Warning: This piece contains graphic descriptions and quotations.
The grand jury report on abortionist Kermit Gosnell is packed with so many noisome, stomach-churning details that a cold numbness will come over any reader who makes it past the fifth page. But this paragraph, describing what happened to many women seeking second-trimester abortions who were drugged into induced labor by Gosnell’s staff, still managed to strike me:
Very often, the patient delivered without Gosnell being present. [Staffer Latosha] Lewis testified that one or two babies fell out of patients each night. They dropped out on lounge chairs, on the floor, and often in the toilet. If the doctor was not there, it was not unusual for no one to tend to the mother or the baby. In fact, several of the clinic’s workers refused to deal with the expelled babies or the placenta. So, after delivering babies, women and girls would have to just sit and wait – sometimes on a toilet for hours – for Gosnell to arrive.
Wretched though that is, it was standard practice at Gosnell’s “Women’s Medical Society” clinic in Philadelphia, where ghoulish staffers regularly snipped newborn’s spines, stored body parts in jars, perforated women’s uteruses, and kept the furniture felicitously coated in blood. But note, in that paragraph, the use of the word “babies” — babies were delivered; babies fell into the toilet. This despite the fact that these were second-trimester abortions, performed when the mother was between 15 and 24 weeks pregnant.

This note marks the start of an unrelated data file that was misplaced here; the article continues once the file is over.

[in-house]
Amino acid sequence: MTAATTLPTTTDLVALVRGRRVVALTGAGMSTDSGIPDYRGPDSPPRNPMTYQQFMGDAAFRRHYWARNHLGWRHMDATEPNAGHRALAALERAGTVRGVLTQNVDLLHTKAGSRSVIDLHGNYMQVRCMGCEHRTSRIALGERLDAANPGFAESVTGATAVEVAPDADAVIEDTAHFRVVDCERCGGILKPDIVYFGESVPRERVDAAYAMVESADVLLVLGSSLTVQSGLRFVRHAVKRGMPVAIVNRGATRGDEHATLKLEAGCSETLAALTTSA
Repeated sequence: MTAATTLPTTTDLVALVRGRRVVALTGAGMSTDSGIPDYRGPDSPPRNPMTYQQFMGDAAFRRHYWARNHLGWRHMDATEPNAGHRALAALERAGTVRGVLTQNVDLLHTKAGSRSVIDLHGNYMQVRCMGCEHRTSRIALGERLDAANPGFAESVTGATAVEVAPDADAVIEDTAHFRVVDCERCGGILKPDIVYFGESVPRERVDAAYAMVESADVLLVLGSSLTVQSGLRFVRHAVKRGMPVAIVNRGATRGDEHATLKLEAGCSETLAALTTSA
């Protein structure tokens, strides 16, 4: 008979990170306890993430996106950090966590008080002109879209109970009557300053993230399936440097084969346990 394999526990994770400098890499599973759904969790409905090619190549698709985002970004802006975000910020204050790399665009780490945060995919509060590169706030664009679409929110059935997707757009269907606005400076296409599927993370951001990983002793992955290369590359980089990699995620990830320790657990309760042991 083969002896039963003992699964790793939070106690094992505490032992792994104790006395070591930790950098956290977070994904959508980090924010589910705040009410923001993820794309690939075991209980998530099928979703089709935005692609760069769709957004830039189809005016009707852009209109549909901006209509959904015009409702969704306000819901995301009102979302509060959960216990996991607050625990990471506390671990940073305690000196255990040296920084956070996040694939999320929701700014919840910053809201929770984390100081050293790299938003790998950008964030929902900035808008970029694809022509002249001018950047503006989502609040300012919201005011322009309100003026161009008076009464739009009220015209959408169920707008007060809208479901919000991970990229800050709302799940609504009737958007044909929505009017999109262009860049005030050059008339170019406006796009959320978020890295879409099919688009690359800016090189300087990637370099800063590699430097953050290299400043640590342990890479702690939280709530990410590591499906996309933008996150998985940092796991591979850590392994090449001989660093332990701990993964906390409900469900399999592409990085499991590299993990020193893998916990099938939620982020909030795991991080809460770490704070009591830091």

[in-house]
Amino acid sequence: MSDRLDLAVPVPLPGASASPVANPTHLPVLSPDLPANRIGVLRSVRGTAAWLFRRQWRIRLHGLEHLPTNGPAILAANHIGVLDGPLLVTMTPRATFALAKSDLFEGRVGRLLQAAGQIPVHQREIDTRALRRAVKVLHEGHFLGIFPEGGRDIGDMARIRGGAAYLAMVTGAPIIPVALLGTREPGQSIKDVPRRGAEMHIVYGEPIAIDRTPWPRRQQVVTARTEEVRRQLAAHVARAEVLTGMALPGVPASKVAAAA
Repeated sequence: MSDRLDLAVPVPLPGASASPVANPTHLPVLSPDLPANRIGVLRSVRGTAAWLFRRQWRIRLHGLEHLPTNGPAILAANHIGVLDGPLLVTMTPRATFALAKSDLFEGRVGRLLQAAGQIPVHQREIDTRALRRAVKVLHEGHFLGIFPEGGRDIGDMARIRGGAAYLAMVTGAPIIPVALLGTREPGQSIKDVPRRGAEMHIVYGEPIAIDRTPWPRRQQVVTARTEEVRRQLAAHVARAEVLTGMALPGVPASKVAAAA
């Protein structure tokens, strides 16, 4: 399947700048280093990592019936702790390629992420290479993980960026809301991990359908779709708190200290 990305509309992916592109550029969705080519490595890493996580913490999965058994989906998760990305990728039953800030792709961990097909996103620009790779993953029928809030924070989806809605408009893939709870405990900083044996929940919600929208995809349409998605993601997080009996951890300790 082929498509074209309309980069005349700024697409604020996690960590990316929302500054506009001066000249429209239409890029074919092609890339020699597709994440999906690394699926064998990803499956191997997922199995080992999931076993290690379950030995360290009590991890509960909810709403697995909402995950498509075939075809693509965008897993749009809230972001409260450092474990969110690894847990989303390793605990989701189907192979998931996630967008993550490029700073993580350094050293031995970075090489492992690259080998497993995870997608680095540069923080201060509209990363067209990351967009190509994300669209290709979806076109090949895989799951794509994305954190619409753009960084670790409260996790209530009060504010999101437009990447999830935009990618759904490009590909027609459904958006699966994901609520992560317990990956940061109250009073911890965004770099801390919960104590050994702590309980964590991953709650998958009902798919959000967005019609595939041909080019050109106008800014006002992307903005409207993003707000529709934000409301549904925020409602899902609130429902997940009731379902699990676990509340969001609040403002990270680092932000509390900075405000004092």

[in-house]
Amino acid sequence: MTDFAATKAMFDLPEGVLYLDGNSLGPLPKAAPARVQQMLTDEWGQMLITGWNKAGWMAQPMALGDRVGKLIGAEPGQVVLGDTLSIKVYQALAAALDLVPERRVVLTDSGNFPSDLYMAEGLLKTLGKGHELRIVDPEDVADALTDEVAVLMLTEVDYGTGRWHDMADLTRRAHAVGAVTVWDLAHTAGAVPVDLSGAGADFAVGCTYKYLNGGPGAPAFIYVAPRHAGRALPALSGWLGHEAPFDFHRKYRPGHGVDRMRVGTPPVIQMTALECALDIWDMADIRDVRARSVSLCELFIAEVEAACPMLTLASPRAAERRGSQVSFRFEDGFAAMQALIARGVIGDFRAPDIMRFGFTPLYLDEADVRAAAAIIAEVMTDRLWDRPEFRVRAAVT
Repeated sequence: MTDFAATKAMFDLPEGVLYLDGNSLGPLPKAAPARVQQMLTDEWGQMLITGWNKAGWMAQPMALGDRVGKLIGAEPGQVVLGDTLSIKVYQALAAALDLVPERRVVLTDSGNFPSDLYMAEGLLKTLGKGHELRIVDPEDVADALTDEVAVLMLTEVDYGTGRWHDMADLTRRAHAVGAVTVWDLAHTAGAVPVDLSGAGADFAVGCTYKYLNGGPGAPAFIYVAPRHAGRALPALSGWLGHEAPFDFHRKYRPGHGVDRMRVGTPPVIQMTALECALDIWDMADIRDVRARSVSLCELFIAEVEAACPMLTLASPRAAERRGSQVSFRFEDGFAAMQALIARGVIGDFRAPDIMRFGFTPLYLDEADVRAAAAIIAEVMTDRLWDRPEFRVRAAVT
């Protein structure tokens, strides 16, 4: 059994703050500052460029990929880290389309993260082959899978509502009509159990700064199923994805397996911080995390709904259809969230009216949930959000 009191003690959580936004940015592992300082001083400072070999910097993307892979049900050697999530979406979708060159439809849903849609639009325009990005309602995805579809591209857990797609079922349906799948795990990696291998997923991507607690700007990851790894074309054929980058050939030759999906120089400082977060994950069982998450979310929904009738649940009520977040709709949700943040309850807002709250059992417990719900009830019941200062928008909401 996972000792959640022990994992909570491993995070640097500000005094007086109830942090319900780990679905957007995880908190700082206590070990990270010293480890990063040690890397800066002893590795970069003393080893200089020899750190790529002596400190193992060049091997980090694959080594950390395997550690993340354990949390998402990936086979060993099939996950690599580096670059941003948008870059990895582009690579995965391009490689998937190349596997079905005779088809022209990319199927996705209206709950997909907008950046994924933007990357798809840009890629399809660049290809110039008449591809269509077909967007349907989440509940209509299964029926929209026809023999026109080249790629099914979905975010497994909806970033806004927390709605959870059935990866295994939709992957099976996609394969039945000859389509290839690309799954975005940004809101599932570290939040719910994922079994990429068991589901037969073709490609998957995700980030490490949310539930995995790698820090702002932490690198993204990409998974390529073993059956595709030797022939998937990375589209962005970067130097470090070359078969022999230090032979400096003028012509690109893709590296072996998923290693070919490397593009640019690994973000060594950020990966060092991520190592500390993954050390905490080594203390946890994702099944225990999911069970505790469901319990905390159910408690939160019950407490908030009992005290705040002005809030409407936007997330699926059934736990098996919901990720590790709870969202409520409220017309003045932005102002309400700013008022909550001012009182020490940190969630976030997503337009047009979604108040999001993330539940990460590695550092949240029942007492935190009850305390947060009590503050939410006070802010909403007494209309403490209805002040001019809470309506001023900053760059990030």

Then a few sentences later, there’s an abrupt about-face: “[Staffer James Johnson] described how he had to lift the toilet so that someone else — he said it was too disgusting for him — could get the fetuses out of the pipes.”
The distinction between a “fetus” and a “baby” isn’t a small one. In America today, under the mad abortion regime established by the Supreme Court, it’s morally acceptable to kill a “fetus” while a “baby” is a human person fully protected under the law. My intent here isn’t to impugn the grand jury, which did an admirable job wading through Gosnell’s sludge. But it’s notable how the report, along with much of the scant coverage in the mainstream press, ricochets back and forth between the two words.
This is how vacuous our thinking on abortion has become. We arbitrarily draw a line between when a human being is and isn’t life, one that differs from state to state and makes little biological sense. Then we quickly shut that line out of our minds and soothe ourselves with euphemisms like “choice” and “medical procedure” and “reproductive rights.” Before long, we forget that anything is dying at all. Forced out of our stupor with images of mangled babies and fetuses, we realize we can’t tell the difference.
This is why the media has mostly refused to cover Gosnell’s trial. Abortion survives not on some firm philosophical foundation, but on an obfuscation: the blurring of the definition of human life. The Gosnell case, with its pictures of very-human-looking dead babies and little five-toed feet in jars, threatens that obfuscation. It forces us to confront an uncomfortable reality: a fetus is a baby; perhaps less developed or barely developed at all, but a baby nonetheless.
Every pro-choice activist claims to be horrified by Gosnell’s crimes. It was a “horror show,” says Katha Pollitt, a series of “horrific acts,” according to Irin Carmon, before proceeding to blame Gosnell on pro-life policies.